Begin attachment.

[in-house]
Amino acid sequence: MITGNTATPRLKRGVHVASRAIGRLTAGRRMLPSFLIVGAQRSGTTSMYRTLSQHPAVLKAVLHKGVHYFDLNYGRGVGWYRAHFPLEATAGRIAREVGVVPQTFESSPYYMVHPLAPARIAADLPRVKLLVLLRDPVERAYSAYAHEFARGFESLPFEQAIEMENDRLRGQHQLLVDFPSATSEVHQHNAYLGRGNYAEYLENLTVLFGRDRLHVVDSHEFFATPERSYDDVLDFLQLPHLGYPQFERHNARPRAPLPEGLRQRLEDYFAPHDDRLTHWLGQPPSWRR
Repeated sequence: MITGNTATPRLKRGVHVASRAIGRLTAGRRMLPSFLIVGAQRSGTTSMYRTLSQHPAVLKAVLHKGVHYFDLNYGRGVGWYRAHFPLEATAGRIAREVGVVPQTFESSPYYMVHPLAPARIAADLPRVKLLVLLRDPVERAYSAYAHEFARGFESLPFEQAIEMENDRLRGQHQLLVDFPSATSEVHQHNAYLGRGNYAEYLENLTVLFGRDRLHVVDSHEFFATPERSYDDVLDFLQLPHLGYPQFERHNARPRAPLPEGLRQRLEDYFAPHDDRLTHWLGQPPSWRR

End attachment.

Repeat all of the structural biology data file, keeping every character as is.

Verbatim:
[in-house]
Amino acid sequence: MITGNTATPRLKRGVHVASRAIGRLTAGRRMLPSFLIVGAQRSGTTSMYRTLSQHPAVLKAVLHKGVHYFDLNYGRGVGWYRAHFPLEATAGRIAREVGVVPQTFESSPYYMVHPLAPARIAADLPRVKLLVLLRDPVERAYSAYAHEFARGFESLPFEQAIEMENDRLRGQHQLLVDFPSATSEVHQHNAYLGRGNYAEYLENLTVLFGRDRLHVVDSHEFFATPERSYDDVLDFLQLPHLGYPQFERHNARPRAPLPEGLRQRLEDYFAPHDDRLTHWLGQPPSWRR
Repeated sequence: MITGNTATPRLKRGVHVASRAIGRLTAGRRMLPSFLIVGAQRSGTTSMYRTLSQHPAVLKAVLHKGVHYFDLNYGRGVGWYRAHFPLEATAGRIAREVGVVPQTFESSPYYMVHPLAPARIAADLPRVKLLVLLRDPVERAYSAYAHEFARGFESLPFEQAIEMENDRLRGQHQLLVDFPSATSEVHQHNAYLGRGNYAEYLENLTVLFGRDRLHVVDSHEFFATPERSYDDVLDFLQLPHLGYPQFERHNARPRAPLPEGLRQRLEDYFAPHDDRLTHWLGQPPSWRR